Let’s face it. .hack//Beyond the World and .hack//Sign are about people in the near future playing World of Warcraft with VR headsets. The success of their stories depends on convincing the audience to care about fetch quests, boss fights, leveling up, and the possibility that the characters might die in a game where they have an infinite number of lives. .hack//Sign accomplishes this by giving the game believable real-world consequences. Player killing is equated to bullying. Failing a time-sensitive fetch quest is devastating to someone who didn’t have any self-confidence to begin with. Breaking up a faction also breaks up a friendship. As has already been discussed, even how the setting looks and sounds mirrors the thoughts and feelings of the characters. While these events don’t have widespread repercussions, they show that the game has a real effect on the characters and make the game’s more farfetched elements easier to believe. For example, an anomaly within the ORPG can cause players to fall into an unconscious or comatose state in the real world. By the end of the series, we still don’t know much about the players behind the controls, but through the emotions we’ve experienced with them, we want them to find happiness in the real world… even if they have to defeat an AI powered by negative emotions to do so.
.hack//Beyond the World gives the game much more devastating and widespread real-world consequences, but because it never takes the time to show how the game affects the protagonist, who we spend most of the movie with, it stretches the suspension of disbelief and fails to convince us that we should care. A computer virus has infected networks and servers around the world, including The World’s game servers. With electricity and networks down worldwide, reality is in chaos. In the game, the virus appears as a black cloud that destroys 3D assets and infects the brain signals of the players, causing them to fall into a comatose state. To save both worlds, Sora must find Aura, an artificial super-intelligence within the game, and give her information she needs to destroy the virus. The audience, however, has no reason to believe that Sora would do this. The World hasn’t had a significant effect on her personally. Even after playing it for a while, Sora still doesn’t seem to care that much about anyone or about technology. She continues holding her friend Tanaka, who she has a mild crush on, at a distance, and stops playing The World after a minor argument. When Tanaka becomes a comatose victim of the virus, Sora resolves to save him in an uncharacteristically impassioned outburst, but when everything is over, nothing about Sora changes. In the final minutes of the movie, she tells her friends of her indifference towards continuing to play The World. The final image is apparently of her enthusiastically breaking Tanaka’s cellphone to get his attention. Despite everything she went through, she is as disconnected and indifferent as ever, leaving us wondering why she even bothered.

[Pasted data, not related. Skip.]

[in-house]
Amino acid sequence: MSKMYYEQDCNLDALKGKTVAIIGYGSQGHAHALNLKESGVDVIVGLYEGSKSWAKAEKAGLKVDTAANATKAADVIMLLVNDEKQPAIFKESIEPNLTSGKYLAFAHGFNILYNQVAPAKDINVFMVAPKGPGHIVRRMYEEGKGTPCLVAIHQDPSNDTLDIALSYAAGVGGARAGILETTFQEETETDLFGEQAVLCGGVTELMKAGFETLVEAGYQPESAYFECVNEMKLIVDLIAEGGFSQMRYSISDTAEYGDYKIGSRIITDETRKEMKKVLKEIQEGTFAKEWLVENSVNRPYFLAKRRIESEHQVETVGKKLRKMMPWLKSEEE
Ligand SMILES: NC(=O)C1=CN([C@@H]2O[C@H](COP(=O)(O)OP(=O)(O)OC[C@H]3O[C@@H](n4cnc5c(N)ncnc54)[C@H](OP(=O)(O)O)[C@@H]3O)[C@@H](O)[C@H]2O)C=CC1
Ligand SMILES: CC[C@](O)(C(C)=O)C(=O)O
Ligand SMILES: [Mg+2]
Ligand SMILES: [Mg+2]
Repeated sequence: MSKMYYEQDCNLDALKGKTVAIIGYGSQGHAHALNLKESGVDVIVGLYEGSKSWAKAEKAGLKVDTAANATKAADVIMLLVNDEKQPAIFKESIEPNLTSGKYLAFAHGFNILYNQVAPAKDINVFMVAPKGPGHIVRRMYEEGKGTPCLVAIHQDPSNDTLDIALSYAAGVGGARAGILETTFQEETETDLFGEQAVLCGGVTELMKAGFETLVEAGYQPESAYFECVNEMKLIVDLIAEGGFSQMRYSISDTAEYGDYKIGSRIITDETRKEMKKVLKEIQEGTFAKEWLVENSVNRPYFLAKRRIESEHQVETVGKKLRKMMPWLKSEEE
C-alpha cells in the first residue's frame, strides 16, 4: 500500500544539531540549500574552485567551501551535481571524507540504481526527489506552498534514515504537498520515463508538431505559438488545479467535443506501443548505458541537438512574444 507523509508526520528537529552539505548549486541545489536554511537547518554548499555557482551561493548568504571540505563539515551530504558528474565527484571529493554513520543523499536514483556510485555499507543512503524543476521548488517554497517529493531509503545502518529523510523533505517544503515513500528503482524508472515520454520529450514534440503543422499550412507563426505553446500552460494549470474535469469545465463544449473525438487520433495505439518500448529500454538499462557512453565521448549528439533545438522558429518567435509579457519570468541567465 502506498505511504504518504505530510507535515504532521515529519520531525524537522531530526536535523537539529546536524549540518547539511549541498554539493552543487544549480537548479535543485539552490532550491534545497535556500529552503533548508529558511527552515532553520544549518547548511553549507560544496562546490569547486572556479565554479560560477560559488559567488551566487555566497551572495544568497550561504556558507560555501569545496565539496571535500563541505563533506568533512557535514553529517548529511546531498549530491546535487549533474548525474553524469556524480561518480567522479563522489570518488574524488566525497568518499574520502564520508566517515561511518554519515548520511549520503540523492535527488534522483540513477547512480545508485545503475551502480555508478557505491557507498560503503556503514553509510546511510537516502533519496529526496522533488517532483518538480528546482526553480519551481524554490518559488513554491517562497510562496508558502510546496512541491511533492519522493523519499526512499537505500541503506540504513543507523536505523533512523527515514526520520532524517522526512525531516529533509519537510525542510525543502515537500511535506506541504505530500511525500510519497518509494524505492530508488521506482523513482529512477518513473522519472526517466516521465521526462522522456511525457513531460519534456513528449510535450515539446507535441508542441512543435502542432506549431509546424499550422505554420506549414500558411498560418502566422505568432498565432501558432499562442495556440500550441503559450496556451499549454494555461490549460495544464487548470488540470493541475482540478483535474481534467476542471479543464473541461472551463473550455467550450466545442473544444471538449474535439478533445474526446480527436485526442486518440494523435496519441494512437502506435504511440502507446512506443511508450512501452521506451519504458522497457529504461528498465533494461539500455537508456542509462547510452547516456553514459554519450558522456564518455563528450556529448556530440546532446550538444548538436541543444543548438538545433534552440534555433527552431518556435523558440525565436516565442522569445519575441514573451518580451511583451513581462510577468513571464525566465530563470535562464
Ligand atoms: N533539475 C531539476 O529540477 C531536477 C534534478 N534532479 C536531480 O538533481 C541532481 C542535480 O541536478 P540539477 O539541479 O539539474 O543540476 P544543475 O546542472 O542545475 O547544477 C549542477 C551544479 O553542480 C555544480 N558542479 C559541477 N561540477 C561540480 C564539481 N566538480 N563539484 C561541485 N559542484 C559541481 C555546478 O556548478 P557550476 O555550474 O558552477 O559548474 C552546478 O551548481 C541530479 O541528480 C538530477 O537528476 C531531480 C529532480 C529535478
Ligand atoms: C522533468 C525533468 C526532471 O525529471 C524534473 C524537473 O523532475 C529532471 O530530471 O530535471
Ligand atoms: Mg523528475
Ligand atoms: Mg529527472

In a story about a fantastic, futuristic ORPG, providing the audience with a way to relate to the characters is crucial to the story’s believability. The art style in .hack//Sign is only one of many ways that it explains the characters and their relationship to the worlds they live in. The ORPG serves as an escape from reality and a place to work through personal feelings. In .hack//Beyond the World, the differences between worlds appear to be superficial, which mirrors the movie’s theme that the virtual and real worlds are only different ways to communicate with people; one isn’t better than the other. The movie, however, fails to provide an alternative to the art style to explain its characters. As a passionless and randomly impulsive individual with unclear goals, Sora is difficult to understand. In turn, it’s difficult to care about or believe the final scenario where she must save an ORPG to save the entire Internet. By using its art style to the fullest, .hack//Sign is able to take the audience on the emotional journey of a handful of anonymous people in an alien environment. .hack//Beyond the World tells a grander tale, but its believability suffers from inferior visual storytelling.